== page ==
Hub City officials explain importance of grants

In the city’s 140-year history, it has seen a lot of changes—most of those made possible by grants.
Published: Nov. 14, 2023 at 10:30 PM CST|Updated: Nov. 14, 2023 at 10:31 PM CST
Email This Link
Share on Pinterest
Share on LinkedIn

HATTIESBURG, Miss. (WDAM) -The City of Hattiesburg has received over $100 million in federal, state and non-profit grant money over the past six years.

In the city’s 140-year history, it has seen a lot of changes—most of those made possible by grants.

“We go after a lot of stuff and we’re very aggressive when it comes to pursuing federal, state, non-profit funding,” said Hattiesburg Mayor Toby Barker. “That can be sometimes direct grant programs, direct allocation from the legislature but we’re usually working on a new application at least once or twice every month.”

Timelines for grants can vary—nothing happens overnight, and it can take months of planning, preparation, research and collaboration to prepare for one grant.

“So, a lot of the work I do is collaborative,” said City Grants Coordinator Adam Moore. “So, that’s working with other department heads to work on compiling grant application materials and working with 3rd party outside people who are also helping us with the more complicated grants.”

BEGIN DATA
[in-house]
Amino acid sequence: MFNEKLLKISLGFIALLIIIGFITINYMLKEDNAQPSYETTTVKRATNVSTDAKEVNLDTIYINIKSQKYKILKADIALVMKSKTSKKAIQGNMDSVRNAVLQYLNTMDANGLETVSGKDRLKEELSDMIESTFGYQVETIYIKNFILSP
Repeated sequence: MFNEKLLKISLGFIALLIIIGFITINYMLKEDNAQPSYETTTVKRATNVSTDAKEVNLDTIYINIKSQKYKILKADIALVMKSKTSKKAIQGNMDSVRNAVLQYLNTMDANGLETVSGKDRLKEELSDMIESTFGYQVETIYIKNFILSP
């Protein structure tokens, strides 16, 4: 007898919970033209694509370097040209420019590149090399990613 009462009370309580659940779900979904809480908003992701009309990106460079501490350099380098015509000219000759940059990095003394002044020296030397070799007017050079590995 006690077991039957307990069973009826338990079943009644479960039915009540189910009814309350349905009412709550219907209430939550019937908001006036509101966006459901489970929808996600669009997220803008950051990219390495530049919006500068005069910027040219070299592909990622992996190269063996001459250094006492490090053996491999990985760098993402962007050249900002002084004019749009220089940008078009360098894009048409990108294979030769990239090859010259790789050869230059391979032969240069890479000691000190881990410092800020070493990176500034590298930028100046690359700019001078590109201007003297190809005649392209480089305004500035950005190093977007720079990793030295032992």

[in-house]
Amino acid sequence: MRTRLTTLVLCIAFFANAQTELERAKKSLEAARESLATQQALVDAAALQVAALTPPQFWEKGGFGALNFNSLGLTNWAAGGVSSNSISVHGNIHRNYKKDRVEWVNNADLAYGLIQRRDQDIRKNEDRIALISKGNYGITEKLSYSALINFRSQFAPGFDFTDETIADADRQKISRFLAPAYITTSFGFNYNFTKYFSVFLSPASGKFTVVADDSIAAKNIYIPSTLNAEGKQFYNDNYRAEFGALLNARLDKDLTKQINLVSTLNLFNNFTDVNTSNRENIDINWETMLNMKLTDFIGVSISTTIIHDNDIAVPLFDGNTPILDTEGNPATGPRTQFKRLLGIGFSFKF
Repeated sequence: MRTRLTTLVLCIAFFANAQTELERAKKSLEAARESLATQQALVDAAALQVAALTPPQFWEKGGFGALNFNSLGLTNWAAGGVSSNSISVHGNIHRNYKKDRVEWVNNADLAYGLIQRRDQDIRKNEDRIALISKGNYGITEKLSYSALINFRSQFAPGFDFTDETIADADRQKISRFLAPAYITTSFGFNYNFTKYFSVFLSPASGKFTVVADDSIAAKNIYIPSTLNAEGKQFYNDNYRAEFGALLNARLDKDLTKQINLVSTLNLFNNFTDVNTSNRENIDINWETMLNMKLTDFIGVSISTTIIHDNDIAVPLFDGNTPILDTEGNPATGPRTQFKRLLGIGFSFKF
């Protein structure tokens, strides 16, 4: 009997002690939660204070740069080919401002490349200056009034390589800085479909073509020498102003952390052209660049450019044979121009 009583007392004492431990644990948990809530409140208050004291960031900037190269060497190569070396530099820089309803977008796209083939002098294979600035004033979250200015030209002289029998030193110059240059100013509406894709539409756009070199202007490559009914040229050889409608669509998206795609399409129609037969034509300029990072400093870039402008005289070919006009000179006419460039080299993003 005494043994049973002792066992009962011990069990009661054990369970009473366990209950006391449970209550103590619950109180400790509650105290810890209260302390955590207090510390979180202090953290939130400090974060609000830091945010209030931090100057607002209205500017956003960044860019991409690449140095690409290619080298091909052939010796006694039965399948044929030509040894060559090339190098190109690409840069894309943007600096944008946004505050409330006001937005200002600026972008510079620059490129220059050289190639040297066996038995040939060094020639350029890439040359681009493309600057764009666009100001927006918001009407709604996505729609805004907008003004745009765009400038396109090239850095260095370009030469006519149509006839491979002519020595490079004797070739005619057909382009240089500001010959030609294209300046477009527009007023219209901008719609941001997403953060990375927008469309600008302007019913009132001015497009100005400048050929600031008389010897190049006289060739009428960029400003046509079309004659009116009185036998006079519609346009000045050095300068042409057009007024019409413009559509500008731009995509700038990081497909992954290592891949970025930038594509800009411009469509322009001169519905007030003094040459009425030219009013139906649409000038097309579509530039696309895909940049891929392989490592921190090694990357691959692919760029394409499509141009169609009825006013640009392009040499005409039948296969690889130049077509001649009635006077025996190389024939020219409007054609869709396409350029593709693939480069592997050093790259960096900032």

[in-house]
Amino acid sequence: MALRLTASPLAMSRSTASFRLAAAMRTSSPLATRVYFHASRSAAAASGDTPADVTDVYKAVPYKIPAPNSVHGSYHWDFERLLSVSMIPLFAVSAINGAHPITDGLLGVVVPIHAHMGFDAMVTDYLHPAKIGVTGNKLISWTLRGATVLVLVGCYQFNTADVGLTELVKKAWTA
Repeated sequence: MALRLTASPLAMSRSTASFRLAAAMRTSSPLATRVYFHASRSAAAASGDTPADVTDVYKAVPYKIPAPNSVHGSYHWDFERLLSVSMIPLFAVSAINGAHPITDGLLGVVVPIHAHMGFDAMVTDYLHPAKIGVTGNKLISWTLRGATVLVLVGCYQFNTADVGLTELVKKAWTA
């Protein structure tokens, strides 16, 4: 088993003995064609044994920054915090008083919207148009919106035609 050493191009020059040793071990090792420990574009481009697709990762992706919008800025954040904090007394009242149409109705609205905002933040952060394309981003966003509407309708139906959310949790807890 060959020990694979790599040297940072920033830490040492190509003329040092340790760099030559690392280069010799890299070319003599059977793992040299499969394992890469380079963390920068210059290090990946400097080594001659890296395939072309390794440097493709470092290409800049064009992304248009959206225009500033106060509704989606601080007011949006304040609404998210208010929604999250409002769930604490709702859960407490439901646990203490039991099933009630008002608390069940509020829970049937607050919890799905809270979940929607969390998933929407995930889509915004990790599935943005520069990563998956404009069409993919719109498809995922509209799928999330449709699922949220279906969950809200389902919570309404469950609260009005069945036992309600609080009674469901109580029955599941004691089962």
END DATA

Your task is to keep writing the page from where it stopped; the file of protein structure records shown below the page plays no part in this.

Grants can be awarded in several different areas—from infrastructure and parks and rec to transportation. They also have to align with the city’s current needs.

Large grants, at a high level, are pursued years in advance. Sometimes, it takes multiple tries before successfully winning one because your organization isn’t the only one vying for the award.

For example, the BUILD Grant for the Hall Avenue West Overpass was awarded in the fall of 2020, after applying for two years without an award. That award was announced in October of 2020. The construction of the project began in 2023.

Additional factors that have helped the city successfully seek and win grant funding include:

  • Responsible budgeting leads to allocated funding that can be leveraged as the local match.
  • Working closely with the Pine Belt’s legislative and congressional delegation.
  • Building a network of partners to learn more about new grants and establishing relationships with agency staff who make funding decisions.
  • Well-written proposals
  • Having the capacity to implement good staffing and record keeping.

Barker said more grant programs have been created in the past few years because of new programs.

“Particularly in the last few years, there are more grants available now that you have the American Rescue Plan, you have CARES, you have the Bipartisan Infrastructure Law, you have Inflation Reduction Act,” Barker said. “All of these new programs are out there but it takes effort to go after them and get them.”

Want more WDAM 7 news in your inbox? Click here to subscribe to our newsletter.